The ‘blonde angels’



Anyone old enough to have swung on ‘Beaver’s Boats’ in the late 40s/early 50s around Dublin and Dalkey in the South of Ireland, might still remembered the dark skinned couple, Maree and Patrick (known as Beaver) who owned and operated the beautifully carved and painted swingboat ride. They might also remember the scruffy, cheeky blonde kid on the bike. That was me.

Dad was a traveller, born and bred. He was a respected man among the Roma, with whom he had ties. My mum, on the other hand, was not born on the road nor was she Rom, but she looked the part with her black hair and olive skin. They had one child, and she was as blonde and blue eyed as Cinderella. The eyes later took on a green shade, the hair darkened, but in  infancy she could easily have passed for one of those ‘blonde angels’ the gypsies are said to be always stealing.

However, I was a little blonde traveller and no angel. I hated wearing shoes so I stuffed the new pair mum insisted that I wear under a bush before we moved on. They were never found. I turned a brand new toy pram into a lumber wagon. I tried to escape to Narnia in a wardrobe and tipped it over (before I’d even read the books!). No one ever accused my parents of stealing me – for one thing, I was such a little monster that I could only be a traveller child in general opinion, and ‘blonde angels’ are ten a penny in Ireland. There’s no profit in stealing one when anyone can make one. Those vikings made sure no DNA went unblonded.

Of course I heard the stories. “My mum said I shouldn’t play with you because you steal children away.” My reaction to that was always, “Why? Who’d want you?” Our adults didn’t steal children, but they rarely got out of town without having to pluck their own kids out of a donnybrook with the locals. “Dirty Gypsy” was mild compared to some of the insults thrown our way. Even in my early 20s, sauntering down the road in my best coat and heels, I was accosted by a girl who spat at me and called me ‘dirty gypsy’ because she’d seen me coming out of the traveller camp.

What to make of that? I never understood it. I could read and write, I earned my own living, I was mad about clothes (although I would never have dressed like those girls on My Big Fat Gypsy Wedding, my dad would have killed me. But I do remember we faced a lot of prejudice and the silly myths that we had to contend with – like stealing children. Among the Rom, and many travellers, the bottom line rule was that no child would go homeless or unloved. If tragedy took one or both parents, or a struggling single mother couldn’t go on raising her child, someone else would take care of it.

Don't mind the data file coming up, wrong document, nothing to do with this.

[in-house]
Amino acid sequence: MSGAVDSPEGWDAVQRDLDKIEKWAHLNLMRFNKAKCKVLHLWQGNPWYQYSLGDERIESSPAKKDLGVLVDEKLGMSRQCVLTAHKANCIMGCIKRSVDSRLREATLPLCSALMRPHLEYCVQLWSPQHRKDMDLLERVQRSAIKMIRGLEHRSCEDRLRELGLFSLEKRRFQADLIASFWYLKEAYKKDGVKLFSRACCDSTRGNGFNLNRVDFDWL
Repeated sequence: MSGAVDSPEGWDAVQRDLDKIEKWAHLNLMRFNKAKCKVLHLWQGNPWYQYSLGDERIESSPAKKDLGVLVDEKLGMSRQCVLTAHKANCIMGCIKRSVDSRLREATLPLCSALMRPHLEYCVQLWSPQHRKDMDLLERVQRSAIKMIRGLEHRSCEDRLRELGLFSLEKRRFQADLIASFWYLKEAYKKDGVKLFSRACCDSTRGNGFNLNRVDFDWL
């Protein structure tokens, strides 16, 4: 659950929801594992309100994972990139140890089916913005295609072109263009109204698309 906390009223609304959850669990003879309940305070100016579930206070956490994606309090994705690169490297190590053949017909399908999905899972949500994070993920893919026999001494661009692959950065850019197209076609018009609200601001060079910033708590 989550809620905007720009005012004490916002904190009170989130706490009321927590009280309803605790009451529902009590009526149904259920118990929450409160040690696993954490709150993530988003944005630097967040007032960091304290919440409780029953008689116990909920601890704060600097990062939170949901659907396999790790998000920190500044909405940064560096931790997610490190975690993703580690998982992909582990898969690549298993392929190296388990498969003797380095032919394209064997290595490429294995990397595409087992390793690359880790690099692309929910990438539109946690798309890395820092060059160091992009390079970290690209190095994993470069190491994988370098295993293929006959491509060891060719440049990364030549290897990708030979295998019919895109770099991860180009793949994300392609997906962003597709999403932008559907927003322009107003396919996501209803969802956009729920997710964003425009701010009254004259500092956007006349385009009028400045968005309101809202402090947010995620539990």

Yeah, they bent the rules. They never bothered telling ‘the authorities’ who would just have taken the orphaned or abandoned children away from everything and everyone they knew and loved . The authorities never understood that the tribe simply cannot relinquish its young. It goes against every deepest instinct, which are to protect the children and keep the families together. But neither were they so jealous of ‘blonde angels’ that they just had to possess them. They had plenty of kids of their own, both dark and fair

It’s been hard to watch the hysteria building up over Maria and the Irish children,  because I was little blonde gypsy too. And I’m not the only one. It showed me that these old racist views have not gone away, they have simply become buried in the psych, and all it takes is a scratch to have it erupt again, like a boil, all over the innocent. It is still there, the stupid fear drummed into settled children, “Be good or the Gypsies will take you away.”

Is that really the only weapon they could think of to discipline their children? As a card carrying little mischief maker, I was treated with amused tolerance or made to make reparation for any damage or upset my mischief caused. No one ever threatened me that ‘the authorities’ would take me away, even though that was far more likely. Shoulder to shoulder, man to man and woman to woman, that would never have been allowed to happen. Travellers and Rom love their children, and the children of their sisters and brothers of the tribe. What happened in Greece and Ireland will take a long time to heal for those families. It truly is their worst nightmare.


6 thoughts on “The ‘blonde angels’

  1. And hasn’t life turned 360 now. We all seem to love to be Gypsies ourselves and to travel and explore so many new places. I love your writing and look forward to your posts. I’m sad you and your family had to experience those early difficulties. But I really enjoy your blog.

      1. Yes and it is always good to share our sad memories. It actually helps us to deal with them a little bit at a time. But I also have to say you always keep me reading and often chuckling at your clever way of putting things. I do enjoy reading about your memories. Although I certainly wish you hadn’t had that sadness and torment. You seem to have a gift for writing and sharing. I always enjoy your blog.

  2. Love, so precious, is so often misunderstood. I love your traveller stories, but wish sad ones, like this, never happened.

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